I recently read a magazine article about hunting feral hogs with thermal imaging rifle scopes. In the accompanying photo's the hogs appeared amazingly lit up, and easy to see at night, much better than any night vision unit I have used. Maybe not so sporting, but the hogs can be very destructive to crops, land and landowners, and the extra meat would be donated to feed the poor.
Anybody know anything about this? What is a good commercially available brand? Are they affordable? Priced similarly to the good night vision? They look expensive. Any info or suggestions would be helpful. Thanks, Mick
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November 23, 2011, 09:34 AM
I do know that they are very expensive, in the multi-thousand dollar range. but they do work, and work well.
November 23, 2011, 09:36 AM
Anybody know anything about this?
Above my pay grade.
What is a good commercially available brand?
ATN makes thermal. I've used their NV and it seems to be really good product.
Are they affordable?
Not for me.
Priced similarly to the good night vision?
You can get a good NV for around $2,000. I think thermal starts at about 5 times that.
November 24, 2011, 01:37 PM
Are they affordable?
If you consider $10,000-$20,000 affordable for an optic, then yes.
For most of us who work for a living? Not hardly.
Thermals are really neat, got to play with them a little. But definitely not needed for pig hunting. A $500 gen I+ NVRS will do just fine; I went with the ATN Mk390. You don't need to be able to see the individual hairs at 50 yards to hunt pigs, and it's not like they're stealthy animals. Skittish and mostly noctournal, yes, but easily detected when present (unless you're stone deaf).
Double Naught Spy
November 24, 2011, 04:34 PM
The cheapest thermal rifle scope I have seen runs about $12K. That doesn't mean that it is one of the better ones, however. I read a neat review sometime back noting that for hunting purposes, the detection range of the scope runs 2-3 times the sighted shooting range.
The problem with buying NV gear and thermal gear is that there really aren't too many places where you can go and try out the gear before you buy it. Sales folks will show you images from what things look like in the scopes and you can see some vids online, but these usually don't include any problems and the situations are favorable to the scopes. Also, nobody talks about misidentifying animals with thermal vision which can be a problem.
Where thermal will be superior to regular night vision is in the woods. Running Gen I-III will often require using an IR illuminator and every branch and leaf will reflect light back into the scope. Think of it like trying to take a picture of your dog at night with a flash camera and your dog is hiding in the bushes. You will get a great shot of your bushes in the foreground and the overexposure of the leaves will hide the dog behind them. This isn't a problem for thermal. On the downside, however, is that thermal may cause you to not realize that there are obstructions between you and the prey that your shot may impact first. Things like tree limbs that are ambient temperature become virtually invisible except for when the prey is behind them and essentially backlighting them to show that there is as obstruction.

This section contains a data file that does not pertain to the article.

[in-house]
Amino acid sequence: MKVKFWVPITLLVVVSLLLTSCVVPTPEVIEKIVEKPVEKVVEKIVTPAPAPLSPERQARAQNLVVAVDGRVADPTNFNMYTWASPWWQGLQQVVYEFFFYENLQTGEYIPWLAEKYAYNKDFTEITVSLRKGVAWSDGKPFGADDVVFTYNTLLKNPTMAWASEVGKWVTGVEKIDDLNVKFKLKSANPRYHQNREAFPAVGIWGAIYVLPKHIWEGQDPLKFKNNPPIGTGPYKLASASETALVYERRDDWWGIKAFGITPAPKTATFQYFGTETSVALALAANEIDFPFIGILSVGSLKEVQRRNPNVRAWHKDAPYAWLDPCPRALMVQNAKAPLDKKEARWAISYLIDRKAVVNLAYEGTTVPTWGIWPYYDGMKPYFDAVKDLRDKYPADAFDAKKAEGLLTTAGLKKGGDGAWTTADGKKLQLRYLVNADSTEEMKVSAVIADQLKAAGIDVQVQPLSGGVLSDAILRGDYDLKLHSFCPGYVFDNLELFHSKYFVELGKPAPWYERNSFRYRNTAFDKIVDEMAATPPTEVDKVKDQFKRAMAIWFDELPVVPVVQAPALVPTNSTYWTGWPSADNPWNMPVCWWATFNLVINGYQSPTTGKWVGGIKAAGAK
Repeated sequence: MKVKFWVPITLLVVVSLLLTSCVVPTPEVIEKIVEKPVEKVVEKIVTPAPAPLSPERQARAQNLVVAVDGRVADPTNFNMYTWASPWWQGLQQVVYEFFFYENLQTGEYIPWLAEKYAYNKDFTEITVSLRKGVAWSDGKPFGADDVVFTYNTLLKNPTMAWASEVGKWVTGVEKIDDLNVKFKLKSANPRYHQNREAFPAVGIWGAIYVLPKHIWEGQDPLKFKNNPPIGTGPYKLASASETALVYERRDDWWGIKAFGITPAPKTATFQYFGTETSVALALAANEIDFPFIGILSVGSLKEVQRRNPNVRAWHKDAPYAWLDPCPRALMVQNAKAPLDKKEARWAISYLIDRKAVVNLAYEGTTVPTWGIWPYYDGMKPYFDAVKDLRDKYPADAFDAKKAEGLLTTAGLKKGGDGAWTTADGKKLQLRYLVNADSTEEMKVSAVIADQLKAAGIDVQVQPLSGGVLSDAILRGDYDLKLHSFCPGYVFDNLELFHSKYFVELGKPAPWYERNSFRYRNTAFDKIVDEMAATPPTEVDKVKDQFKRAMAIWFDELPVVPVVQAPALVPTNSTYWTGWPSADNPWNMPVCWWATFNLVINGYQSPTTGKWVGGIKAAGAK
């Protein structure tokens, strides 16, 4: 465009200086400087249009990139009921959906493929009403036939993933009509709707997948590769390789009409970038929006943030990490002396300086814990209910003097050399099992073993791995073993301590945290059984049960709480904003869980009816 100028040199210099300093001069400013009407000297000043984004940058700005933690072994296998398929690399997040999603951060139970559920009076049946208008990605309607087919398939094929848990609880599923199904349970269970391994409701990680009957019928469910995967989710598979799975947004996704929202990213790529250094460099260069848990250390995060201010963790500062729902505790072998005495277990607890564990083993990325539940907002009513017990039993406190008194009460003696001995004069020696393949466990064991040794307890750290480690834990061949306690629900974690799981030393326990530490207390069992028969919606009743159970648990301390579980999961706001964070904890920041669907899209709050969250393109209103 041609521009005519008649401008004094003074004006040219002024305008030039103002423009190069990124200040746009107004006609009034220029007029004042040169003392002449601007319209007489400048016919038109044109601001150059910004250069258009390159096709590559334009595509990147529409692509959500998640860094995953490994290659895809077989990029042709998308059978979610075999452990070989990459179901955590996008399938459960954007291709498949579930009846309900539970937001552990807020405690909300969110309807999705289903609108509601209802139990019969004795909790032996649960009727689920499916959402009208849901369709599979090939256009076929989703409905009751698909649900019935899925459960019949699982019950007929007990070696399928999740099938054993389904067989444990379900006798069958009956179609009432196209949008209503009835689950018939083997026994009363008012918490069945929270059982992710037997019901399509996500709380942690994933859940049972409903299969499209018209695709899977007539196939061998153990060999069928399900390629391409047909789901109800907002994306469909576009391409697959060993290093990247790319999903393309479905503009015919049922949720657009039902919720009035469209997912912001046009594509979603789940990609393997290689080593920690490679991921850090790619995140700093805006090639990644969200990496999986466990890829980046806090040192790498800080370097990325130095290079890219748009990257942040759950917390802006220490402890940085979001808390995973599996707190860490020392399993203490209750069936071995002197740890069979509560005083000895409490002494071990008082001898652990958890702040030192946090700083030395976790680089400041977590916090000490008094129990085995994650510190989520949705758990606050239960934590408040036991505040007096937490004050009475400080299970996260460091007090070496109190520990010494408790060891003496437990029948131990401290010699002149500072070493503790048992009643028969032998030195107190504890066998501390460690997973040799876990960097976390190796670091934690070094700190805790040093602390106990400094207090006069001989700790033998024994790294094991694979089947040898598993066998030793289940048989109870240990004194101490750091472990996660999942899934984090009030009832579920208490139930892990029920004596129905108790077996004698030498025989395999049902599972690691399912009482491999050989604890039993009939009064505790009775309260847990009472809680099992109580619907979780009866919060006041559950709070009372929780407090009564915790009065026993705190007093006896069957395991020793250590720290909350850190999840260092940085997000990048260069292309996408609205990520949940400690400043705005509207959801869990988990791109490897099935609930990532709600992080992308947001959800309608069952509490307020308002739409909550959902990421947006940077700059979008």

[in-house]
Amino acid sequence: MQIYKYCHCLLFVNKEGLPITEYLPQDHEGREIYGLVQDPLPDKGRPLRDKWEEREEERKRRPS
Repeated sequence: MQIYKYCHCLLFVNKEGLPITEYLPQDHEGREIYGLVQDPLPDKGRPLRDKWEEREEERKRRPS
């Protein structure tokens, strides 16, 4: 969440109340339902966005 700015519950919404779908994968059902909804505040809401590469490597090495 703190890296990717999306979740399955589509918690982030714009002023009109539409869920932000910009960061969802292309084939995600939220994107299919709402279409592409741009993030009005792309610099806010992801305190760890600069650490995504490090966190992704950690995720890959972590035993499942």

I have two ATNs, one Night Optics, and now one Pulsar Digiscope N550. My initial testing of the Pulsar puts it at better than my 2 Gen II+ scopes and it is not as recoil sensitive and many less expensive NV riflescopes. None of my scopes will handle anything over .308 other than the Pulsar and it is on my .45-70. The nice thing about it over other night vision is that it will work in the daytime. It isn't a great daytime scope, however, but will work nicely from predusk to post dawn lighting. Of course, a thermal scope will as well.
November 24, 2011, 05:25 PM
+1 on the Pulsar Digisight.
I think youll see digital more and more in the future. If you are used to NV then digital takes a little getting used to .but for the money you get a lot.
Digital Main Menu
Manufacturing Employs Carbon Plastic and other Modern Technologies
Flip up Objective Lens Cover
Self contained and External Power Supply
Video Input / Video Output
Built in IR Illuminator with Shield Blind
Separate Adjustment of Brightness and Contrast
User Choice of the Display's Glow Color
Low Battery Indication
Fine Image Quality and Resolution
Highly Sensitive CCD Array
User Choice of the Reticle Shapes
Switchable Sum Light Signal Processing Program
Mini USB Slot for Downloading into the Devices Memory Additional Aiming Reticles of User's Own Configuration
One Shot Zeroing
Large Eye Relief (67 mm)
Built In & External Power Supply
Built in Clock
High Contrast Function
Resistant to Bright Light Exposure
Accurate Internal Front Lens Focus Adjustment
Ergonomic Design and Intuitive Easy to Use Interface
Remote Control with Secure Attachment
Additional Weaver MIL STD 1913 Rail for Accessories
November 24, 2011, 11:13 PM
Also, nobody talks about misidentifying animals with thermal vision which can be a problem.
On the downside, however, is that thermal may cause you to not realize that there are obstructions between you and the prey that your shot may impact first. Things like tree limbs that are ambient temperature become virtually invisible except for when the prey is behind them and essentially backlighting them to show that there is as obstruction.
Thermal isn't FLIR; You don't just see blurry outline images of things with temperature differentials like the predator; The image resembles NV, but B&W instead of green. It is quite easy to tell what you're looking at, and whether or not there are small obstructions.